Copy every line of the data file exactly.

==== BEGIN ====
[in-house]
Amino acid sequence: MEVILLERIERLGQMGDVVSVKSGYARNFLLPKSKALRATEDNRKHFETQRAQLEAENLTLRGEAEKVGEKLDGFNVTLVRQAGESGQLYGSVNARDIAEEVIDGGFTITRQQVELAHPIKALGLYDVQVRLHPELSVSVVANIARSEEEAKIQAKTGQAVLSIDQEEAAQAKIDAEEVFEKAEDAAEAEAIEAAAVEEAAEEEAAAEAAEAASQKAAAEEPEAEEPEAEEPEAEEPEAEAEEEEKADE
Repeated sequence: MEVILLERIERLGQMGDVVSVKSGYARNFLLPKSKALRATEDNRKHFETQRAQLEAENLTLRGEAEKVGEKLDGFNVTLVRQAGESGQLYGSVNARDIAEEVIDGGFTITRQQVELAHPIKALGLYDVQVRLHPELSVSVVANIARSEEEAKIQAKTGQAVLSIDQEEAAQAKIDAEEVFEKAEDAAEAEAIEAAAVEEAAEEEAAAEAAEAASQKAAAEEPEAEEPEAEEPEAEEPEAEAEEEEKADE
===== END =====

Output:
[in-house]
Amino acid sequence: MEVILLERIERLGQMGDVVSVKSGYARNFLLPKSKALRATEDNRKHFETQRAQLEAENLTLRGEAEKVGEKLDGFNVTLVRQAGESGQLYGSVNARDIAEEVIDGGFTITRQQVELAHPIKALGLYDVQVRLHPELSVSVVANIARSEEEAKIQAKTGQAVLSIDQEEAAQAKIDAEEVFEKAEDAAEAEAIEAAAVEEAAEEEAAAEAAEAASQKAAAEEPEAEEPEAEEPEAEEPEAEAEEEEKADE
Repeated sequence: MEVILLERIERLGQMGDVVSVKSGYARNFLLPKSKALRATEDNRKHFETQRAQLEAENLTLRGEAEKVGEKLDGFNVTLVRQAGESGQLYGSVNARDIAEEVIDGGFTITRQQVELAHPIKALGLYDVQVRLHPELSVSVVANIARSEEEAKIQAKTGQAVLSIDQEEAAQAKIDAEEVFEKAEDAAEAEAIEAAAVEEAAEEEAAAEAAEAASQKAAAEEPEAEEPEAEEPEAEEPEAEAEEEEKADE